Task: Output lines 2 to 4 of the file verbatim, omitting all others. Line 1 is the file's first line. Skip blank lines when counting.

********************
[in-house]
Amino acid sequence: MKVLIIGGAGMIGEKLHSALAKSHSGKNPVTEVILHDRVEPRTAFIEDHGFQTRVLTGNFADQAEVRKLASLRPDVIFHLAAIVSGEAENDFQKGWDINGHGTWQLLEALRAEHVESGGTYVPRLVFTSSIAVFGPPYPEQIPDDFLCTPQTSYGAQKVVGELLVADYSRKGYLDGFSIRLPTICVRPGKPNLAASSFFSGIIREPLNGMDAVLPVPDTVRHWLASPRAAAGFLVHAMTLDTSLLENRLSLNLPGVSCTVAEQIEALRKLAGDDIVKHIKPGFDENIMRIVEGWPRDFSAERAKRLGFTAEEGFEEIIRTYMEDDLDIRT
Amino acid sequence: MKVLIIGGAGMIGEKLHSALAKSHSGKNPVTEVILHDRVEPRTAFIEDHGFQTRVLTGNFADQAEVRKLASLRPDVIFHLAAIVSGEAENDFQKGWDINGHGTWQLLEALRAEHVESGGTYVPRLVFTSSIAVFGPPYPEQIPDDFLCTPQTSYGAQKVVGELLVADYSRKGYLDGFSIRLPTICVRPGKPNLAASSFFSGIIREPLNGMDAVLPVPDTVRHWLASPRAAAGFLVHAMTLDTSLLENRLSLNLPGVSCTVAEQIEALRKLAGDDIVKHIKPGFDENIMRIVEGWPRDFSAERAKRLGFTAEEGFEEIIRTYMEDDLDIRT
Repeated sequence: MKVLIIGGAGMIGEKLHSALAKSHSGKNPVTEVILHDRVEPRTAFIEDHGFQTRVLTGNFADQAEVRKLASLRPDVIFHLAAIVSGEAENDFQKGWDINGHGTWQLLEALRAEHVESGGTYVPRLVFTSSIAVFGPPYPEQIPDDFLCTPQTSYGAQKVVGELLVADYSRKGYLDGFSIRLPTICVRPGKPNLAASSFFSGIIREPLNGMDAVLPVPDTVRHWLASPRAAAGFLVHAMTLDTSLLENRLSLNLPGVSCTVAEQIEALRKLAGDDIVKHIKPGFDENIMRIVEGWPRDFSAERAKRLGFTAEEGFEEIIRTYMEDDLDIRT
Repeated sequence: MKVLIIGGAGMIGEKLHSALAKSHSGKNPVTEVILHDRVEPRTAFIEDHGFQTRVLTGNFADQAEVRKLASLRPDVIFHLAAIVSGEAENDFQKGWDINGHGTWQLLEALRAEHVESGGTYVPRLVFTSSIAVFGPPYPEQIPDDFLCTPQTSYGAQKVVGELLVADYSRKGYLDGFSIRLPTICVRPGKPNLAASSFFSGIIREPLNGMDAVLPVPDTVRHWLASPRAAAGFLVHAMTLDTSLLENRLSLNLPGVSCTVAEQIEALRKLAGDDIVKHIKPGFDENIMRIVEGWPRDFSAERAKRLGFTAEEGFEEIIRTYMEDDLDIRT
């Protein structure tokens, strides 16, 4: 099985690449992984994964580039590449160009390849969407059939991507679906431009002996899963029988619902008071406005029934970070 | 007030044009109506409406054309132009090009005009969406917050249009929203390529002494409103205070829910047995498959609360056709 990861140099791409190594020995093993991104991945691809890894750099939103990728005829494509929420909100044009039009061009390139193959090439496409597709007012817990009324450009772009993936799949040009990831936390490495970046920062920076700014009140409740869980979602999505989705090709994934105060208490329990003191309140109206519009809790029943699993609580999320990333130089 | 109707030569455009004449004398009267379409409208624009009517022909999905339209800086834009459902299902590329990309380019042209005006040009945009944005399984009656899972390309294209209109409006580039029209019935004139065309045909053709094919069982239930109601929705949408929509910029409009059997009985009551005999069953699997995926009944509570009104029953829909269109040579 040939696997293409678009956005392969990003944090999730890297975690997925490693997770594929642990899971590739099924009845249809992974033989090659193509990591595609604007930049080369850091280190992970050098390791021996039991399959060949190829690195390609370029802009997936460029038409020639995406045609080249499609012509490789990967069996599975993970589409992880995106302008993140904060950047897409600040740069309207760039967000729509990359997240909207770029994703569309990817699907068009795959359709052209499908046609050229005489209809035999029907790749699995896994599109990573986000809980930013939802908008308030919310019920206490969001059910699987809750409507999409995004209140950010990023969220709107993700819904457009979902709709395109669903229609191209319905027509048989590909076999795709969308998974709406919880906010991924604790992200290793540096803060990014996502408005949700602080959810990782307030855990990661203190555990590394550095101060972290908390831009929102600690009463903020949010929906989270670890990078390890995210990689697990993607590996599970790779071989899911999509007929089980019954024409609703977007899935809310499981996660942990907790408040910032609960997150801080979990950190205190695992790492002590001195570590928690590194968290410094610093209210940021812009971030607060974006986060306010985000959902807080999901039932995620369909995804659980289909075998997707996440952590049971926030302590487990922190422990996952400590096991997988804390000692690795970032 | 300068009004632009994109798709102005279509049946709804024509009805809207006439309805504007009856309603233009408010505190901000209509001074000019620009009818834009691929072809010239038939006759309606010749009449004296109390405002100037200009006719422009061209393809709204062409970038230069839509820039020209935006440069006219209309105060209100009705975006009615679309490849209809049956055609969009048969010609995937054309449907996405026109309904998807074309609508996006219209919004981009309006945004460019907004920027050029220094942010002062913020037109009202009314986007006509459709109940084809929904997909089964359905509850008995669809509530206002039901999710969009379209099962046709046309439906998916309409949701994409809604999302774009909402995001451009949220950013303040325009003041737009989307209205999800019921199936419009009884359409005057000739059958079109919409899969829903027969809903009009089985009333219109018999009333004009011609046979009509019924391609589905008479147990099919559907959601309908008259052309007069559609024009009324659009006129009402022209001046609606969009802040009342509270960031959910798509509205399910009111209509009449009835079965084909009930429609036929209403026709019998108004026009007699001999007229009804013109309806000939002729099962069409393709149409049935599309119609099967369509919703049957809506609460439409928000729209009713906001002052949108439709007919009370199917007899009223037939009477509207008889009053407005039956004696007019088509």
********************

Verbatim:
Amino acid sequence: MKVLIIGGAGMIGEKLHSALAKSHSGKNPVTEVILHDRVEPRTAFIEDHGFQTRVLTGNFADQAEVRKLASLRPDVIFHLAAIVSGEAENDFQKGWDINGHGTWQLLEALRAEHVESGGTYVPRLVFTSSIAVFGPPYPEQIPDDFLCTPQTSYGAQKVVGELLVADYSRKGYLDGFSIRLPTICVRPGKPNLAASSFFSGIIREPLNGMDAVLPVPDTVRHWLASPRAAAGFLVHAMTLDTSLLENRLSLNLPGVSCTVAEQIEALRKLAGDDIVKHIKPGFDENIMRIVEGWPRDFSAERAKRLGFTAEEGFEEIIRTYMEDDLDIRT
Amino acid sequence: MKVLIIGGAGMIGEKLHSALAKSHSGKNPVTEVILHDRVEPRTAFIEDHGFQTRVLTGNFADQAEVRKLASLRPDVIFHLAAIVSGEAENDFQKGWDINGHGTWQLLEALRAEHVESGGTYVPRLVFTSSIAVFGPPYPEQIPDDFLCTPQTSYGAQKVVGELLVADYSRKGYLDGFSIRLPTICVRPGKPNLAASSFFSGIIREPLNGMDAVLPVPDTVRHWLASPRAAAGFLVHAMTLDTSLLENRLSLNLPGVSCTVAEQIEALRKLAGDDIVKHIKPGFDENIMRIVEGWPRDFSAERAKRLGFTAEEGFEEIIRTYMEDDLDIRT
Repeated sequence: MKVLIIGGAGMIGEKLHSALAKSHSGKNPVTEVILHDRVEPRTAFIEDHGFQTRVLTGNFADQAEVRKLASLRPDVIFHLAAIVSGEAENDFQKGWDINGHGTWQLLEALRAEHVESGGTYVPRLVFTSSIAVFGPPYPEQIPDDFLCTPQTSYGAQKVVGELLVADYSRKGYLDGFSIRLPTICVRPGKPNLAASSFFSGIIREPLNGMDAVLPVPDTVRHWLASPRAAAGFLVHAMTLDTSLLENRLSLNLPGVSCTVAEQIEALRKLAGDDIVKHIKPGFDENIMRIVEGWPRDFSAERAKRLGFTAEEGFEEIIRTYMEDDLDIRT